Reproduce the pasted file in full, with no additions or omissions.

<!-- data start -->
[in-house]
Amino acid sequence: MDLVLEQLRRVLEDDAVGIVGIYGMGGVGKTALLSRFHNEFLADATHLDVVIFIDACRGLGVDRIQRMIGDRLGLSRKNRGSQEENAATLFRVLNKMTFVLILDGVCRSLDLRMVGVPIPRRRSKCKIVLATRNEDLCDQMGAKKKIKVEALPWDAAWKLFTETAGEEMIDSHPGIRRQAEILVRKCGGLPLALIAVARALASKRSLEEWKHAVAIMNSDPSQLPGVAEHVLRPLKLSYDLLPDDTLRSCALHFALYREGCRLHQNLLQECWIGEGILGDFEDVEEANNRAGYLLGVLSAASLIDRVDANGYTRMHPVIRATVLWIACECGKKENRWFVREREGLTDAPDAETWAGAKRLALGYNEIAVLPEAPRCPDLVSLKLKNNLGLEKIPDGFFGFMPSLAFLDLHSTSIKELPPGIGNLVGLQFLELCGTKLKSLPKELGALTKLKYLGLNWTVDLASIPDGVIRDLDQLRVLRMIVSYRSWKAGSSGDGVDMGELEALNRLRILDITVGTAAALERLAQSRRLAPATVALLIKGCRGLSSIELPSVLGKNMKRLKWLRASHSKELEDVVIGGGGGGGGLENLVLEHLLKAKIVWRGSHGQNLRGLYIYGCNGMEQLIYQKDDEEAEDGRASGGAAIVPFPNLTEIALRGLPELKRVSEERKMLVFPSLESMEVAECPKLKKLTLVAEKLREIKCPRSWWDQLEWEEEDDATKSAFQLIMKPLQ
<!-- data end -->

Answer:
[in-house]
Amino acid sequence: MDLVLEQLRRVLEDDAVGIVGIYGMGGVGKTALLSRFHNEFLADATHLDVVIFIDACRGLGVDRIQRMIGDRLGLSRKNRGSQEENAATLFRVLNKMTFVLILDGVCRSLDLRMVGVPIPRRRSKCKIVLATRNEDLCDQMGAKKKIKVEALPWDAAWKLFTETAGEEMIDSHPGIRRQAEILVRKCGGLPLALIAVARALASKRSLEEWKHAVAIMNSDPSQLPGVAEHVLRPLKLSYDLLPDDTLRSCALHFALYREGCRLHQNLLQECWIGEGILGDFEDVEEANNRAGYLLGVLSAASLIDRVDANGYTRMHPVIRATVLWIACECGKKENRWFVREREGLTDAPDAETWAGAKRLALGYNEIAVLPEAPRCPDLVSLKLKNNLGLEKIPDGFFGFMPSLAFLDLHSTSIKELPPGIGNLVGLQFLELCGTKLKSLPKELGALTKLKYLGLNWTVDLASIPDGVIRDLDQLRVLRMIVSYRSWKAGSSGDGVDMGELEALNRLRILDITVGTAAALERLAQSRRLAPATVALLIKGCRGLSSIELPSVLGKNMKRLKWLRASHSKELEDVVIGGGGGGGGLENLVLEHLLKAKIVWRGSHGQNLRGLYIYGCNGMEQLIYQKDDEEAEDGRASGGAAIVPFPNLTEIALRGLPELKRVSEERKMLVFPSLESMEVAECPKLKKLTLVAEKLREIKCPRSWWDQLEWEEEDDATKSAFQLIMKPLQ